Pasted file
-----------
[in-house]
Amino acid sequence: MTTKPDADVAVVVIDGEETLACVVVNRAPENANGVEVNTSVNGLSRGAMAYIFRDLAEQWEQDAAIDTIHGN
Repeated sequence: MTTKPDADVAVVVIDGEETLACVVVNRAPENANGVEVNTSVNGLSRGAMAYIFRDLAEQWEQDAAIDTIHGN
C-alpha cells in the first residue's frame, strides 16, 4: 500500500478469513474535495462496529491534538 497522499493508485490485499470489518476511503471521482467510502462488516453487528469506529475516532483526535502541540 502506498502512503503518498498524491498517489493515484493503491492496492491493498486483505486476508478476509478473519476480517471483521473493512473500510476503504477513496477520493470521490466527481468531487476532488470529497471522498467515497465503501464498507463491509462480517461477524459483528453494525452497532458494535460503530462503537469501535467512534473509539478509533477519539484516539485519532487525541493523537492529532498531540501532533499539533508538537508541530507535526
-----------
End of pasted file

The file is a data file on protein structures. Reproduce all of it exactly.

[in-house]
Amino acid sequence: MTTKPDADVAVVVIDGEETLACVVVNRAPENANGVEVNTSVNGLSRGAMAYIFRDLAEQWEQDAAIDTIHGN
Repeated sequence: MTTKPDADVAVVVIDGEETLACVVVNRAPENANGVEVNTSVNGLSRGAMAYIFRDLAEQWEQDAAIDTIHGN
C-alpha cells in the first residue's frame, strides 16, 4: 500500500478469513474535495462496529491534538 497522499493508485490485499470489518476511503471521482467510502462488516453487528469506529475516532483526535502541540 502506498502512503503518498498524491498517489493515484493503491492496492491493498486483505486476508478476509478473519476480517471483521473493512473500510476503504477513496477520493470521490466527481468531487476532488470529497471522498467515497465503501464498507463491509462480517461477524459483528453494525452497532458494535460503530462503537469501535467512534473509539478509533477519539484516539485519532487525541493523537492529532498531540501532533499539533508538537508541530507535526